Welcome to Contractor Voice,
My name is Jacob Bellas, a contractor, and I was employed by the NHS for over four years. I moved into contracting as I wanted to gain more experience and knowledge on how different hospitals operated and exposure to different specialities. I have been contracting for around eight years now and have worked in more than twenty different Trusts.
I saw first-hand and experienced the multiple ways in which contractors feel isolated, forced to accept varied pay rates, jump from one umbrella to the next and get drawn into suspect tax avoidance schemes. Until you meet and grow your network with other contractors, you have little choice but to believe what your agency consultant tells you. Whilst there are many really good consultants, there are also many that are looking after themselves.
A significant portion of the contractor colleagues that I worked with didn’t appreciate or fully understand that they were employees through an umbrella company and were entitled to the same legal rights and entitlements as directly engaged on-payroll employees; most consider themselves to be in a form of self-employment.
This means that contractors often overlook the implication of changing employers and move payroll companies frequently, often on the direction of the agency consultant for no other reason other than to be paid a kick back from the new umbrella.
I fell victim to an umbrella company ‘phoenixing’ – folding one company and reopening a new company to continue their practice. All Holiday Pay deductions had been retained by the previous (now closed) company, so I lost out on several thousand pounds. This was around 8 years ago but when I listened to the BBC 4 Radio Moneybox programme earlier this year, detailing those similar practices were still happening at the expense of contractors, I decided that enough was enough and that, as contractors, we needed to group together to get the practice of ‘pocketing’ Holiday Pay closed down – the only way I can see this working is with a change in the law.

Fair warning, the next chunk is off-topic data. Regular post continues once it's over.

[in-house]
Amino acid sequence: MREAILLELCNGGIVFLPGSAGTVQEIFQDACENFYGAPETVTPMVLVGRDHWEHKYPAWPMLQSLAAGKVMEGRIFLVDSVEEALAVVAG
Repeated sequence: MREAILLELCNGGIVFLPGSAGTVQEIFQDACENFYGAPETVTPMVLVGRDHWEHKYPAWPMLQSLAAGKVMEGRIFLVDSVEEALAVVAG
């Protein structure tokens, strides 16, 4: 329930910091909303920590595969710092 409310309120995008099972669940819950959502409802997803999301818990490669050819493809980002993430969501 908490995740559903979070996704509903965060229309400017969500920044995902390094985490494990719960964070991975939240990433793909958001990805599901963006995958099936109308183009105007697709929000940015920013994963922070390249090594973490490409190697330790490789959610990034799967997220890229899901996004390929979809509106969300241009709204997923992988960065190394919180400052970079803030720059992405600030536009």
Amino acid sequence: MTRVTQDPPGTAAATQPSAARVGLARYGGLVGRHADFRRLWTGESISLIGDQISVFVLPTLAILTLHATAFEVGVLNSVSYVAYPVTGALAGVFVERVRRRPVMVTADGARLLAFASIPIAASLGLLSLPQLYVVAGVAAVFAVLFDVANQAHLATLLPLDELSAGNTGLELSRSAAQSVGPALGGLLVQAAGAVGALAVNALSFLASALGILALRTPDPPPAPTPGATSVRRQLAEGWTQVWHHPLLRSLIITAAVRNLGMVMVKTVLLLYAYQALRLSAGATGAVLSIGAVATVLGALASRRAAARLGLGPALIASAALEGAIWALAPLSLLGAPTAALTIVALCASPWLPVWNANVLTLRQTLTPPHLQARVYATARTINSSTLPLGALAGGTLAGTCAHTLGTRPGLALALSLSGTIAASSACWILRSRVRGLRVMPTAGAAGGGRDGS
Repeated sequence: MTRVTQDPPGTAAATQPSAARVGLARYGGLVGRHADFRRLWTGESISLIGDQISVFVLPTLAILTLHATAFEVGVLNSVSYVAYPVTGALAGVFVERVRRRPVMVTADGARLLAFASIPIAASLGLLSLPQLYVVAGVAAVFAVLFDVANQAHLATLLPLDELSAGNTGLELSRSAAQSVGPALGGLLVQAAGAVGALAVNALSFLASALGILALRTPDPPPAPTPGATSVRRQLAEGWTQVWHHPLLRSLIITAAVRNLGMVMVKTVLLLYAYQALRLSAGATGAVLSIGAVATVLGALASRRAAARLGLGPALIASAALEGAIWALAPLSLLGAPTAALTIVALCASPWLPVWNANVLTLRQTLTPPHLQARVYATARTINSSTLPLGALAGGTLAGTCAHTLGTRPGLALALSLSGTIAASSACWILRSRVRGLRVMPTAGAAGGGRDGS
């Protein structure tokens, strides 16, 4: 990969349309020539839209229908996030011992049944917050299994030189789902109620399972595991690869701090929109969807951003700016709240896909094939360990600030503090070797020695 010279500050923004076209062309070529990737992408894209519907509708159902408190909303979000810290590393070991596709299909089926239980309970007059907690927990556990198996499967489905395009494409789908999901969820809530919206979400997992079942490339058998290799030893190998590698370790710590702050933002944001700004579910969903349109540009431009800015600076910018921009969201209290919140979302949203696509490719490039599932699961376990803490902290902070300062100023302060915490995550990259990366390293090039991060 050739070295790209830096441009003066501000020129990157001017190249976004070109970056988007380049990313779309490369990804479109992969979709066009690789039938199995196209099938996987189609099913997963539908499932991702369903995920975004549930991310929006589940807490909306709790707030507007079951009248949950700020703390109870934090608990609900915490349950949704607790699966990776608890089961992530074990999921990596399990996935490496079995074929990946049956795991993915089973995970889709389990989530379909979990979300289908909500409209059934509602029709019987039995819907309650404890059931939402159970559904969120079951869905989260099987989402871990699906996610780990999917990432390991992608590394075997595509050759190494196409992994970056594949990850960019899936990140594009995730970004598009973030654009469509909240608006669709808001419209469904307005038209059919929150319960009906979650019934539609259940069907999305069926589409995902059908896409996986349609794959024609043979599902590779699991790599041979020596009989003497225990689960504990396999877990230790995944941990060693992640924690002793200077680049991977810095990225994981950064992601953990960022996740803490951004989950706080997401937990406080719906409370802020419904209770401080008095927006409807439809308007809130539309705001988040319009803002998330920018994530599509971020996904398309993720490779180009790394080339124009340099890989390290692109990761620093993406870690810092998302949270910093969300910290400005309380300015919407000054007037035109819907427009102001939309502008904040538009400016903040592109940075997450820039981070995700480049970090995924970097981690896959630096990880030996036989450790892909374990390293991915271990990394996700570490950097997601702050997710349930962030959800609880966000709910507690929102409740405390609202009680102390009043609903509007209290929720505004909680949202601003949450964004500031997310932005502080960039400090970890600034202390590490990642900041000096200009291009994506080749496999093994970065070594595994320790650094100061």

The end client, whether that be the NHS or another, has paid money to an umbrella company (often via an agency) that is inclusive of Holiday Pay with the intention that it will be paid to the contractor as it is rightfully theirs as they have worked for it; I do not believe that it was envisioned by the drafters of the legislation that this pay would be retained by the employers.
I’m amazed at how widespread the practice is of ‘pocketing’ Holiday Pay, and the volumes of money that seemingly go unclaimed and unpaid to contractors is vast. I would like to see a change in the law that prevents this malpractice, before addressing the other issues within the sector that require attention.
Currently there is no regulation of umbrella companies and, whilst the non-regulated accreditations are attempting to improve standards, there is no accountability when their codes of practice are broken or ignored.
Ultimately, I would like to see the companies that have been engaging in any immoral practice at the expense of contractors called out and the contractors that have been wrongly and immorally put in a position where they are out of pocket, paid what is rightfully owed to them.
Throughout my journey so far with Contractor Voice I have been amazed at how much support there is for contractors; I have had some fantastic conversations with extremely influential people within the sector, who are not only supportive of our campaign but are also battling for change.
My advice for contractors currently, whilst we fight for this change, is to learn from your own and the experiences of others, there is information online and a range of people campaigning for positive changes within the sector, check your payslip every week and don’t be afraid to ask questions.